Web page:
“Instead of taking the route of recruiting research participants from health clinics, this bespoke approach is attracting and including a much more diverse range of people. We are learning from people who we haven’t previously engaged with, especially those who experience multiple barriers due to their personal characteristics.  

“This is helping us shaping the research which will most benefit them. And that’s our aim: to provide new evidence to help decision-makers in health and care best serve those most in need.” 

That aim is central to Leeds shared ambition: to prioritise improving health and care for those most in need. Research must learn directly from them, about what they need.  

Local people lead a citywide approach for taking part in research 

In such a large, research-active city, it’s a busy arena and those very people can easily be overwhelmed or confused by the different research requests and approaches they experience. That potentially creates further barriers to them taking part. 

Earlier this year, Leeds’ BRC team became the first among the country’s 20 BRCs to be involved in a citywide approach to find solutions to some of these challenges through working with the Leeds People’s Voices Partnership (PVP). 

The Leeds People’s Voices Partnership (PVP) brings together experts in public involvement from across health and care organisations in Leeds to work together as one team.  

As a member of the PVP, the BRC Community Patient and Public Involvement, Engagement and Participation (PPIEP) Coordinator developed a set of principles that are inclusive and meaningful for working with communities.   The PVP agreed these principles, which provide the basis for a consistent, coordinated approach all researchers are expected to use when working with communities. They are as follows:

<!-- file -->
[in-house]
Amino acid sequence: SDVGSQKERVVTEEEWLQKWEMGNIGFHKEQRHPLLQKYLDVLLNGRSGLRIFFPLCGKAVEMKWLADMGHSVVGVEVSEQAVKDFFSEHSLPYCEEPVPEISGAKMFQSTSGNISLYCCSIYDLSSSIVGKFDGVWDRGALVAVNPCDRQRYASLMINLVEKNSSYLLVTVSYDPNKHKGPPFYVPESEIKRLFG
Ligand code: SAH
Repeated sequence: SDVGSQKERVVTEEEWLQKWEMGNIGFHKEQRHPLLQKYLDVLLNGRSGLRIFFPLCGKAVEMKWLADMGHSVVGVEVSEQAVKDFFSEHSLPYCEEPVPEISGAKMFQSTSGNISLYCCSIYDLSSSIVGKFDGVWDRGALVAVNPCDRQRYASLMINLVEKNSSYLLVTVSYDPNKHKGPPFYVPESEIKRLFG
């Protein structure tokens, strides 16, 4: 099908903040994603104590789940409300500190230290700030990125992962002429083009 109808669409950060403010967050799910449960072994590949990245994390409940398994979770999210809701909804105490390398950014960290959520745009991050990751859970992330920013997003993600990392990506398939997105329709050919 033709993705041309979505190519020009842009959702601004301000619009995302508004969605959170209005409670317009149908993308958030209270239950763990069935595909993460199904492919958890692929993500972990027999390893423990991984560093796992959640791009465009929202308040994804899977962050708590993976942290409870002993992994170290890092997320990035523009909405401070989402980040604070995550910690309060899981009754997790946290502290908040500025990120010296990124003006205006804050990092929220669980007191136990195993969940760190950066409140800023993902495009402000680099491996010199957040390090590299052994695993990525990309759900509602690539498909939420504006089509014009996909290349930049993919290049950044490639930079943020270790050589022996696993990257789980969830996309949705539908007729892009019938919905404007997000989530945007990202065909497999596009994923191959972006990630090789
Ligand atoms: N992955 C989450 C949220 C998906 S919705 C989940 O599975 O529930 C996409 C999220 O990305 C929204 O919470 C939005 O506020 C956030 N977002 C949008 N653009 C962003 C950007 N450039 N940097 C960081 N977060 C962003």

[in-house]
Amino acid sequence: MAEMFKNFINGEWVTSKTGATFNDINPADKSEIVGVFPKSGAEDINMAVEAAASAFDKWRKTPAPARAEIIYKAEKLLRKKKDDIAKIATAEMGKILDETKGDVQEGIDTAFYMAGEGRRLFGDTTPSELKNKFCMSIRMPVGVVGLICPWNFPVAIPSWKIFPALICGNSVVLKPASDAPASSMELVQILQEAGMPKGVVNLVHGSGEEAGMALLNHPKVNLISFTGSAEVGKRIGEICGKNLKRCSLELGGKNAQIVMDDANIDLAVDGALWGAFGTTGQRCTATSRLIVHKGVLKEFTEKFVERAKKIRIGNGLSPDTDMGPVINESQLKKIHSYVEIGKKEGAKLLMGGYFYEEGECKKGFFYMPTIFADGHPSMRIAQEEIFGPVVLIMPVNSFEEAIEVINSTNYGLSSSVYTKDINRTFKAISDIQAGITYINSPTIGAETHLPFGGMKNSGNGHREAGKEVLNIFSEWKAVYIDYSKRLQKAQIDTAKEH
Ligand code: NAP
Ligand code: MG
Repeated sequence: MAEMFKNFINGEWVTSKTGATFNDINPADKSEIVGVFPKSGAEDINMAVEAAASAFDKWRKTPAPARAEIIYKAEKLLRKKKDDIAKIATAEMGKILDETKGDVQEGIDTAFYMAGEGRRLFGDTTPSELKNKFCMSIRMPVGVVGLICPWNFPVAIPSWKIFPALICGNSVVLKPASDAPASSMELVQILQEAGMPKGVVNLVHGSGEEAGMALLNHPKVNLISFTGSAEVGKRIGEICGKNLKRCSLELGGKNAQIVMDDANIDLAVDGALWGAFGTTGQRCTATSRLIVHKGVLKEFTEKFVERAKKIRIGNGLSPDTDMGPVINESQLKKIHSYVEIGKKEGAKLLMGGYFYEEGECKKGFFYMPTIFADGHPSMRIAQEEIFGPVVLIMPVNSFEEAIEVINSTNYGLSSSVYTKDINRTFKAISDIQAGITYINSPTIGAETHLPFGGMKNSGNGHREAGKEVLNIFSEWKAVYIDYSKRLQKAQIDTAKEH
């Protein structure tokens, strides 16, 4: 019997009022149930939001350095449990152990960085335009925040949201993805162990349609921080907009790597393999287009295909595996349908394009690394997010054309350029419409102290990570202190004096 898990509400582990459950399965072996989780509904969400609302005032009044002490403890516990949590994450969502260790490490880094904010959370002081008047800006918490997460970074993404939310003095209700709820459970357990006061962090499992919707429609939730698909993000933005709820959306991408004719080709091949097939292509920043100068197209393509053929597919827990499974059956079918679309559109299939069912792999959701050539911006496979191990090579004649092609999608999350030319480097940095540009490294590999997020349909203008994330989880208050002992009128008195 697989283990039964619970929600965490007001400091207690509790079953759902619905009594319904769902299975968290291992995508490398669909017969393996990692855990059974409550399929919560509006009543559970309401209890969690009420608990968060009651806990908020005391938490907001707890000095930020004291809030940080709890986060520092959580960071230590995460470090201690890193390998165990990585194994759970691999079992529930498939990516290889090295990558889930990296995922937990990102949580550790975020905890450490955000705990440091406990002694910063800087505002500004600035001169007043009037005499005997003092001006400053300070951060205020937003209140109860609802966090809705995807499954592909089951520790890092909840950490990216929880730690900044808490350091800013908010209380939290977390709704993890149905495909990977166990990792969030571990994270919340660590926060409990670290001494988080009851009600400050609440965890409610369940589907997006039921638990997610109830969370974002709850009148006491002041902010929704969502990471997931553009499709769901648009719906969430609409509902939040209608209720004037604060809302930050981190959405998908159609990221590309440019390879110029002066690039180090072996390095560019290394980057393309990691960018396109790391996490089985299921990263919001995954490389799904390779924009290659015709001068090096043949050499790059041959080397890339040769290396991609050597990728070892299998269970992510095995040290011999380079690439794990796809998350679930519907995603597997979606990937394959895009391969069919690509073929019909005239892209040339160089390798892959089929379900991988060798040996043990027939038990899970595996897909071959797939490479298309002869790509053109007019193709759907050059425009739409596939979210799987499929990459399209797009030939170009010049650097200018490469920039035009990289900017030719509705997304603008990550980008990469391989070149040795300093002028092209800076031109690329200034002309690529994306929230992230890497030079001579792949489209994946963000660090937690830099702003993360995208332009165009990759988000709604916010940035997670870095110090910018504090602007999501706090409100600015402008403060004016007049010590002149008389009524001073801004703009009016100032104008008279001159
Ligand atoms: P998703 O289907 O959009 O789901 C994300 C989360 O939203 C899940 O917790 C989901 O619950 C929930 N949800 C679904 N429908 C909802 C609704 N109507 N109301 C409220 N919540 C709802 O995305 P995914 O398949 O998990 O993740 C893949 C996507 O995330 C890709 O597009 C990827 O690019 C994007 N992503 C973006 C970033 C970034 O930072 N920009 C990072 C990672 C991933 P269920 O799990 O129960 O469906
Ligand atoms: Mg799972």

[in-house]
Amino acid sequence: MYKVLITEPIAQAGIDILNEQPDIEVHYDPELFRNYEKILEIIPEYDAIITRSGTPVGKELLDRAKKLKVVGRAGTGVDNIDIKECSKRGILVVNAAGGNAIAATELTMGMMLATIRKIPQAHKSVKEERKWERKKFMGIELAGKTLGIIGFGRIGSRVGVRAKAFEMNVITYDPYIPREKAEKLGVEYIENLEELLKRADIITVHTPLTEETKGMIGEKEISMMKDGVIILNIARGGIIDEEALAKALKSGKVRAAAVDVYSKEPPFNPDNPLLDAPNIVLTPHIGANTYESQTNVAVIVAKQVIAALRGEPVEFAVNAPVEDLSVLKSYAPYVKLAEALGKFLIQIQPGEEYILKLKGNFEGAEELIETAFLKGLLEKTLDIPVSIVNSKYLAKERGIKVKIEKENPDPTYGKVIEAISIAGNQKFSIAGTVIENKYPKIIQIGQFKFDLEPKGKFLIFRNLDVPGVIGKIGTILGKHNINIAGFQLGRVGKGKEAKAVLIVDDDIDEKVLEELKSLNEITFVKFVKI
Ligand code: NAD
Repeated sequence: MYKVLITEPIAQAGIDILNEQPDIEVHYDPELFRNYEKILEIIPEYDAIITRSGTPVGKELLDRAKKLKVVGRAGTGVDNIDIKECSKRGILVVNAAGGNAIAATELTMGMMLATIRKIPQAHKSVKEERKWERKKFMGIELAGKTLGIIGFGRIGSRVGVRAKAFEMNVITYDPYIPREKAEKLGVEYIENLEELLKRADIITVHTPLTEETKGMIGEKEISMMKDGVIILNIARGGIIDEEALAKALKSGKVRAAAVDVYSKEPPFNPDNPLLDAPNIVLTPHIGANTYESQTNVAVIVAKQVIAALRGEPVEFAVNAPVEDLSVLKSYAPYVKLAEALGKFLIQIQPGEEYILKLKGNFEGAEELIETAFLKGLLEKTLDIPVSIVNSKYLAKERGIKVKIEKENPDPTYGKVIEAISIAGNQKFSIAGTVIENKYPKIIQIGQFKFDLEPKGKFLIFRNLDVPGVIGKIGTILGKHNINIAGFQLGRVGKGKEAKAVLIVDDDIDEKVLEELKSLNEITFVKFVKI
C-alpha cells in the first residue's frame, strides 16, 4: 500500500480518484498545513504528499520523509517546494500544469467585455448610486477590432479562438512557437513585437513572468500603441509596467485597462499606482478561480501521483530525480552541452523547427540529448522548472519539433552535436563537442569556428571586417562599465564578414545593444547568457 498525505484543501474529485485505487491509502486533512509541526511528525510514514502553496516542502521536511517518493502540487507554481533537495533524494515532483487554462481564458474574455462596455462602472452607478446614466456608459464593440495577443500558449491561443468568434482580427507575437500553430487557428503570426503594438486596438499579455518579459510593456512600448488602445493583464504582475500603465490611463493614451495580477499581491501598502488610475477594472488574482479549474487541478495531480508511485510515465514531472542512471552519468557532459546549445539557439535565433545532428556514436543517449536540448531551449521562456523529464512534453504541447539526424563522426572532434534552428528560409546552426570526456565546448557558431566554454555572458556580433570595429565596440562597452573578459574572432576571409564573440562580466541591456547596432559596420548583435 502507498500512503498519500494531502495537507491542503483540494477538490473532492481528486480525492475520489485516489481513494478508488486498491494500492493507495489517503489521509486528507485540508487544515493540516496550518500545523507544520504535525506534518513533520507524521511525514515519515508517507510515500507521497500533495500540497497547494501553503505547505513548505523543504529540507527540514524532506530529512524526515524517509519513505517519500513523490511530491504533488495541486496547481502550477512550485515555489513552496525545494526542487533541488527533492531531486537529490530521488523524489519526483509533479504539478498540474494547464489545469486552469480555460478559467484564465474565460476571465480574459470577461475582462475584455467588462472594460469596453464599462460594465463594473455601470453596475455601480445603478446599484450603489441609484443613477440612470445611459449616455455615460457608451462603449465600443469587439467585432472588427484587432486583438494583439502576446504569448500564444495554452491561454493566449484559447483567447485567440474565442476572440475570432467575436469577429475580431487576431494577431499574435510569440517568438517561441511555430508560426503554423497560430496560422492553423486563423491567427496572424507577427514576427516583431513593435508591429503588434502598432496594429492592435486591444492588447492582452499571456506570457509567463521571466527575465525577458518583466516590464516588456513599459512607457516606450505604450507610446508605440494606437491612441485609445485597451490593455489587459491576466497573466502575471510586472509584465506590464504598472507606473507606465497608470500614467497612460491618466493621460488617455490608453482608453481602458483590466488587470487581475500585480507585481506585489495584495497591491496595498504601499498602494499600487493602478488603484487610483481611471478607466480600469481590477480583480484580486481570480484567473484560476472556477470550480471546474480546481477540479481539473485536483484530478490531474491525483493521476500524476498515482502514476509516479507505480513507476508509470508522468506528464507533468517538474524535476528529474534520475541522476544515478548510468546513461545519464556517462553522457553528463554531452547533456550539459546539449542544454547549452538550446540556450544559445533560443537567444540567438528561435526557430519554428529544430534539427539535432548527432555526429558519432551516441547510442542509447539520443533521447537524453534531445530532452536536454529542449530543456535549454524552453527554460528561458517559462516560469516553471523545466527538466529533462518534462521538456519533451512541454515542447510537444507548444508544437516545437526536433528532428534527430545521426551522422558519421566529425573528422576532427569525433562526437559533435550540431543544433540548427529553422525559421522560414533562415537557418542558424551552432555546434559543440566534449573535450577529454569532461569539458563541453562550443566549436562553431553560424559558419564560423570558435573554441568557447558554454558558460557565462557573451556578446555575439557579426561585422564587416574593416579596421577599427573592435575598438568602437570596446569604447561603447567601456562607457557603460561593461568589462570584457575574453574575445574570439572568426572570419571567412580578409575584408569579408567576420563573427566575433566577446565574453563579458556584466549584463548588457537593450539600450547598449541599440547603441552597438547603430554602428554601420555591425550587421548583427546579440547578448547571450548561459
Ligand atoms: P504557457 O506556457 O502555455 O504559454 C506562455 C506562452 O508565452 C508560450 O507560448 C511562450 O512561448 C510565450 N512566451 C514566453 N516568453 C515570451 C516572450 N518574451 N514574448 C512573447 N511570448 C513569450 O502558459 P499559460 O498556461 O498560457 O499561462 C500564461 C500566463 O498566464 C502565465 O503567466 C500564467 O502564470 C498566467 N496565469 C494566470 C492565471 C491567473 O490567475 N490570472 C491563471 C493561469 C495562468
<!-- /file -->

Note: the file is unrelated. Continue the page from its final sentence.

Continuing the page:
1. Build on what we know.
  2. Hear the voice of inequalities.
  3. Recognise and reward people for their contributions.
  4. Feed back to people who have been involved.
  5. Work with and alongside community organisations in Leeds and in partnership with the PVP.
  6. Understand and ask people what is important to them.
  7. Consider the 3Cs (communication, coordination, and compassion) when working with communities. 

 “We are hoping that these principles lead to a more coordinated and inclusive approach when working with diverse groups and communities.  These principles also highlight the value of working in partnership with organisations that are linked into and embedded within communities,” said Sharanjit Boughan, Leeds’ BRC Community PPIEP Coordinator.  

“We will continue to build on and develop the principles further, so researchers understand this as the most effective approach to engaging with communities.” 

Click here to return to the spotlight series, in which we explore groundbreaking activities which set new, exemplary standards in making research everyone’s business for everyone’s benefit, especially for those most in need.


Header image credit: iStock.com/monkeybusinessimages
Sideline image (1) credit: iStock.com/Oleg Elkov
Sideline image (2) credit: iStock.com/SolStock


“This bespoke approach is attracting and including a much more diverse range of people. We are learning from people who we haven’t previously engaged with, especially those who experience multiple barriers.”
Amy Rebane, the Leeds Biomedical Research Centre’s Patient and Public Involvement, Engagement and Participation Lead